David Leveaux, the English director of “Nine,” is not only one of the world’s leading dramatists — constantly in demand on Broadway and in the West End — but he is also well-known for the theatrical panache with which he endows his work, most recently this year’s Broadway hit “Jumpers.”

Based on Italian film maestro Frederico Fellini’s 1963 masterpiece “8 1/2,” “Nine” was first staged on Broadway in 1982 by the American director Tommy Tune. With its script and the lyrics for its 18 songs written by Arthur Kopit, and music by Maury Yestol, “Nine” won five Tonys that year.

Then in 2003, a new staging by Leveaux, which he has said he created to more closely reflect the pure glamour of Fellini’s dolce vita world of 1960s Italy, again scooped a Tony — this time for Best Revival Musical. Now, at Art Sphere in Tokyo’s waterfront Tennozu district, Leveaux, as artistic director of Theatre Project Tokyo (t.p.t.), has transformed “Nine” yet again.

Interestingly, in an interview with The Japan Times this week, Leveaux expanded on his choice of period setting for his “Nine,” saying, “I kept our production deliberately in the 1960s, not only because that was such an amazing era for cinema and for Fellini, but because it evokes a period of glamour and, in a way, innocence and celebration of sex, that is harder to find in our present time.”

Although the 17-strong Japanese cast succeed marvelously in breathing fabulous new life into Fellini’s apparently autobiographical work — whose title derives from the number of films he had made at that time, including one that he codirected — in “Nine” the focus is its lone male character, a popular Italian film director called Guido Contini (Kiichi Fukui).

Not only is Guido’s career in the doldrums as he wrestles with the onset of middle age, but his private life, too, is on the rocks, with his wife Luisa (Katsura Takahashi) threatening divorce because of his constant philandering, and both his mistress, Carla (Yukiko Ikeda), and his longtime leading lady, Claudia (Risa Junna), on the point of breaking away.

As Guido gradually loses his grip, living in dread of the mortality that now haunts him, “Nine” shows us in a series of flashback scenes in which he escapes from reality by recalling his childhood days — with his strict mother (Keiko Hanayama) and the architect of his sexual awakening, local prostitute Saraghina (Rika Tanaka).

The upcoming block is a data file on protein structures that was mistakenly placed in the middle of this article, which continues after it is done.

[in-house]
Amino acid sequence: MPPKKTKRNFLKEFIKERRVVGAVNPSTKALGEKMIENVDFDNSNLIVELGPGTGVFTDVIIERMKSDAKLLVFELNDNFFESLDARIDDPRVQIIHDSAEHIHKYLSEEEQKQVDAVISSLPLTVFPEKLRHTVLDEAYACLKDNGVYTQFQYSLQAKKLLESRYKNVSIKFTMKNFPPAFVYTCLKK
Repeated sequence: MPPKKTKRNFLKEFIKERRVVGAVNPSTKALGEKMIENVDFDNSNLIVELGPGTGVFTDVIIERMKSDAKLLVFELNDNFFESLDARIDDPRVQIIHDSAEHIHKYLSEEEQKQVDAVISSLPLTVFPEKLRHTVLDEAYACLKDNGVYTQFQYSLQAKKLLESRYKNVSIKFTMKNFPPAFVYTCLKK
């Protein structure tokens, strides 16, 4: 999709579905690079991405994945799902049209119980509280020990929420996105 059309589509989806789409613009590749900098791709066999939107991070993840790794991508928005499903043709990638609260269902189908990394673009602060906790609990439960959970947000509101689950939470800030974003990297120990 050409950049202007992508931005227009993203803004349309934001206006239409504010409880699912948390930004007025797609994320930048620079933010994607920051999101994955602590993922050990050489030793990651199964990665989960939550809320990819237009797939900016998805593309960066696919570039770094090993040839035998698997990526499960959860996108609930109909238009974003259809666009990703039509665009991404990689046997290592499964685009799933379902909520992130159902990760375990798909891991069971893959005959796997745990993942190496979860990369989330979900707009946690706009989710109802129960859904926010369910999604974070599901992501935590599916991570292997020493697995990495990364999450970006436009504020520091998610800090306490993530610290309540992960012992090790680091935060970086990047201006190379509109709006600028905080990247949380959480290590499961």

Onstage, Guido’s home is represented by a big round white table. To the left, a spiral staircase leads up to a bridge from where women from his past descend and up which he climbs into the realms of fantasy. Below the bridge, and hanging across the back of the stage, is a translucent screen through which we see silhouettes of the women in his life acting out his thoughts and dreams.

So, as Guido — wearing a white shirt and a narrow black tie in the manner of Fellini’s hero Marcelo Mastroianni — is pondering his new movie and searching in vain for inspiration, the women appear on the staircase, one after another, to relate their part in his tangled past.

This angst is also hilarious at times. In one scene, Guido takes a call from his mistress Carla in the presence of his wife — to whom he says the call was from the Vatican to check on the moral content of his movie. With a superb directorial flourish, Leveaux has Carla lowered from above — suspended from a white curtain and wearing only a bathrobe as she seduces Guido . . . as his wife sits there totally unawares. At other times, we see Guido’s ideas for his new film played out in sexy silhouettes from behind the translucent screen.

However, Leveaux explained that it’s not the sexual shenanigans that attract him to this work. “Essentially, ‘Nine’ is interesting not because it is about a man who has multiple relations with women he genuinely loves and who love him,” he said, “but because it is about the cost of forever being an emotional fugitive and being unable to make the step to commitment — until Guido is actually taught by the women he loves that love is not a fugitive.”

Meanwhile, in the second act, the scene shifts to Guido on the set of his movie, and for this Leveaux inspirationally creates a pond, which fills gradually before overflowing and streaming offstage. This superbly expresses Guido’s overwrought mind as he is engulfed by his past and begins to drown in a kind of mental breakdown amid his dreams of loves won and lost.

Described by Leveaux as “a glamorous adult musical about love,” the latest incarnation of “Nine” is carried with panache by its hero, Guido, played by Fukui, whose ravishing good looks are complemented well by his expressive singing voice.

Of the 16 women who comprise the rest of the cast, Ikeda’s coquettish and cute Carla and Tanaka’s brilliant singing stand out, as do resonant singing, humor and superb acting from Mizuki Oura as Liliane La Fleur, the producer of Guido’s latest film . . . and that’s not to mention the passionate tango the pair dance together.

If it’s entertainment of the highest order you are looking for this autumn, then think how lucky you are not to have to go all the way to Broadway to find it.

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